Friday, March 03, 2006
Thursday, March 02, 2006
In this cartoon, we are asked to assume, yet again, that W is just a dumb little puppet who's being manipulated by Dick and Karl, el al. Now I'm not saying he ain't dumb, what I'm saying is, look at his Dubai Ports thing (this is a video clip from CNN, not the same link I've included before). What is the motivation? Ask yourself who stands to gain from this thing. Is it any suprise to find out that the Carlylse Group somehow has their hand in this?
The problem with the Dems, besides the fact that they are not liberals, is that they believe this is a level playing field, a fair fight between rivals, that it's just a matter of convincing voters that their ideas and philosophies should appeal to the average person. Voters have already been taken out of the equation. Consider this article that appeared in Salon.com a while ago, that plainly shows what the right has been up to for some time. Here's how it starts:
One recent Sunday, at Morton Blackwell's Leadership Institute, a dozen students meet for the second and final day of training in grass-roots youth politics. All are earnest, idealistic and as right wing as you can get. They take careful notes as instructor Paul Gourley teaches them how to rig a campus mock election.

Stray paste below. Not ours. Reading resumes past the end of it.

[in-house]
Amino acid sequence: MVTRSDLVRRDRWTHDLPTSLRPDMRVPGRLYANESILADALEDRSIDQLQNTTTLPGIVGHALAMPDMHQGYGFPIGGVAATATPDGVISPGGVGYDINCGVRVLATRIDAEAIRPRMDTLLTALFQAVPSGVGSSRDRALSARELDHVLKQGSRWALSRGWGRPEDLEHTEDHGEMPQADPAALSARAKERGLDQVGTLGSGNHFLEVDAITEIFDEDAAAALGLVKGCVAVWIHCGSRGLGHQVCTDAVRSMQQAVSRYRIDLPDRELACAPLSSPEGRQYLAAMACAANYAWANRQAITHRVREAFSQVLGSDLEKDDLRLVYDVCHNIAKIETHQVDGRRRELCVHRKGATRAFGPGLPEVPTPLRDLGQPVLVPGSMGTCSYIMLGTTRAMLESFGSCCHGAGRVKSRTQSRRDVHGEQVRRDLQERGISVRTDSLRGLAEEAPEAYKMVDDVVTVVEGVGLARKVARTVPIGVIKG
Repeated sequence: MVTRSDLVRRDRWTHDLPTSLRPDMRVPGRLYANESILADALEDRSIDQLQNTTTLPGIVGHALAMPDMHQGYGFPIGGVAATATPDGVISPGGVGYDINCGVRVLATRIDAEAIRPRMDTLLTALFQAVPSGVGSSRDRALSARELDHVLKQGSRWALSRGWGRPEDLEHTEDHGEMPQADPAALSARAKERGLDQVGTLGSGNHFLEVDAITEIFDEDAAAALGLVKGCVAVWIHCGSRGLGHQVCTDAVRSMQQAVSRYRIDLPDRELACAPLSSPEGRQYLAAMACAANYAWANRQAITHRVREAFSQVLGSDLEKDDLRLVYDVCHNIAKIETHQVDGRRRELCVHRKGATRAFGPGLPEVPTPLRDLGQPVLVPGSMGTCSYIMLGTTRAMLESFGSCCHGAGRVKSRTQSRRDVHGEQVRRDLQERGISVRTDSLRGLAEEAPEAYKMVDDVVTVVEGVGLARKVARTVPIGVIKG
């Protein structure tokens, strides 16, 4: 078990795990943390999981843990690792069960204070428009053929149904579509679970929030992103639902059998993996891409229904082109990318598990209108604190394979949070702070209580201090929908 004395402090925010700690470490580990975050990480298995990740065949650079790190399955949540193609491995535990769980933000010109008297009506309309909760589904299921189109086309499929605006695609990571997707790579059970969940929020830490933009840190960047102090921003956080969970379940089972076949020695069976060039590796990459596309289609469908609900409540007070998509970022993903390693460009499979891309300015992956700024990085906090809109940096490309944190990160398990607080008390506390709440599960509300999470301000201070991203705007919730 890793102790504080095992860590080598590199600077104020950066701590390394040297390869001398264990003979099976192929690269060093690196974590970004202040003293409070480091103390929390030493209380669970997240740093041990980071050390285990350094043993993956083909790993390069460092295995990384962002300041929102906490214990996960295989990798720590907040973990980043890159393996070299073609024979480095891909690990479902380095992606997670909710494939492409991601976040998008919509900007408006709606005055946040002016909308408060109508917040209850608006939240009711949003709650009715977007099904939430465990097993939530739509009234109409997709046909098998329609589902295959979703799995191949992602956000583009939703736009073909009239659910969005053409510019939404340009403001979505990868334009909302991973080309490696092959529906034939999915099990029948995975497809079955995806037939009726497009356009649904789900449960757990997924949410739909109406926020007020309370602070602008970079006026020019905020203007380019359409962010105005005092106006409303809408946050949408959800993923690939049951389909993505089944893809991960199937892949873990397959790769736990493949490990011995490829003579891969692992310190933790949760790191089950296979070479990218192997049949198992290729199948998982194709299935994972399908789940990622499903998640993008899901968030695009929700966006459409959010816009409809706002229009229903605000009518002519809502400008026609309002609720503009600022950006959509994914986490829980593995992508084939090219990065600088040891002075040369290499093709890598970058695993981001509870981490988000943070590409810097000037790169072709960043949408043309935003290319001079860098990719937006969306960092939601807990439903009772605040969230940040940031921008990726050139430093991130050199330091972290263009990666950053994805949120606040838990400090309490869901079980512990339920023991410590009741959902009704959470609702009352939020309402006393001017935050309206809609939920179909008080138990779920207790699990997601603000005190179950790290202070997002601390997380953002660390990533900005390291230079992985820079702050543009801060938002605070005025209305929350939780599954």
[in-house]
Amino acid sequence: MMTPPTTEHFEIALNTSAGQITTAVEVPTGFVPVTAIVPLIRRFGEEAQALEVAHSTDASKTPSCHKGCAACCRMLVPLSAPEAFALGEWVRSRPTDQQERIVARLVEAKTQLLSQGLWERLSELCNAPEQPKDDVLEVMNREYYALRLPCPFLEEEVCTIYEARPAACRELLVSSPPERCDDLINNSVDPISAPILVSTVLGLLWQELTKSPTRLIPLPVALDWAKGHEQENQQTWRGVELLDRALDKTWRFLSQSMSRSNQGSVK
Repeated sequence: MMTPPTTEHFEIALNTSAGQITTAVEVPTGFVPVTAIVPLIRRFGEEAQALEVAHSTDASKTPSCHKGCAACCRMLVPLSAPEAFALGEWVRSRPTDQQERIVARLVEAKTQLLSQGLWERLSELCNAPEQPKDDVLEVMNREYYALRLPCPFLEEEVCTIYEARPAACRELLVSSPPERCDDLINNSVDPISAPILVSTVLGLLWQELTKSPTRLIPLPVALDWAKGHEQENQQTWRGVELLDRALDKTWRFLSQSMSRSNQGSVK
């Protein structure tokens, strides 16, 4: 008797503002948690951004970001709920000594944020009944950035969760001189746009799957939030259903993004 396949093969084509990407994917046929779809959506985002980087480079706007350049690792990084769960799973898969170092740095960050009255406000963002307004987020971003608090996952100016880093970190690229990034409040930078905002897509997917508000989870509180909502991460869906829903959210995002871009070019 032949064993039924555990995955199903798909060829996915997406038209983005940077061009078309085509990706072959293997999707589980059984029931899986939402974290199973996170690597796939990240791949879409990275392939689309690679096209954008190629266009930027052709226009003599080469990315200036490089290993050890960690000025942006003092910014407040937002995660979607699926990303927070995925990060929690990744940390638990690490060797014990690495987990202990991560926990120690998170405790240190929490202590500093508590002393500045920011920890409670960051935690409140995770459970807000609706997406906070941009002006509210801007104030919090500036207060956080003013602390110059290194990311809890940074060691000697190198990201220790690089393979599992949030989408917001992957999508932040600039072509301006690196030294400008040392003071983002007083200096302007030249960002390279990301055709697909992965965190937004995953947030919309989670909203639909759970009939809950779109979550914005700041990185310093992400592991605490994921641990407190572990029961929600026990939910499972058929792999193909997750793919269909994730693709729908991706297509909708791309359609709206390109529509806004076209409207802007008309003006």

It's nothing illegal -- no ballot stuffing necessary, even at the most liberal colleges. First you find a nonpartisan campus group to sponsor the election, so you can't be accused of cheating. Next, volunteer to organize the thing. College students are lazy, and they'll probably let you. Always keep in mind that a rigged mock election is all about location, location, location.Or, look at any of the evidence from the K Street Project, where lobbying firms are instructed to hire and with only Republicans if they want their bread to be buttered. Here's what Bill Moyers had to say about it in a recent article called "Restoring the Public Trust":
In addition to finding Jesus, Tom DeLay also discovered a secular ally to serve his ambitions. He found out the power of money to power his career. “Money is not the root of all evil in politics,” DeLay once said. “In fact, money is the lifeblood of politics.” By raising more than 2 million dollars from lobbyists and business groups and distributing the money to dozens of Republican candidates in 1994, the year of the Republican breakthrough in the House, DeLay bought the loyalty of many freshmen legislators and got himself elected Majority Whip, the number three man in Newt Gingrich’s “Gang of Seven” who ran the House.
Here’s how they ran it: On the day before the Republicans formally took control of Congress on January 3, 1995, DeLay met in his office with a coterie of lobbyists from some of the biggest companies in America. The journalists Michael Weisskopf and David Maraniss report that “the session inaugurated an unambiguous collaboration of political and commercial interests, certainly not uncommon in Washington but remarkable this time for the ease and eagerness with which these allies combined.”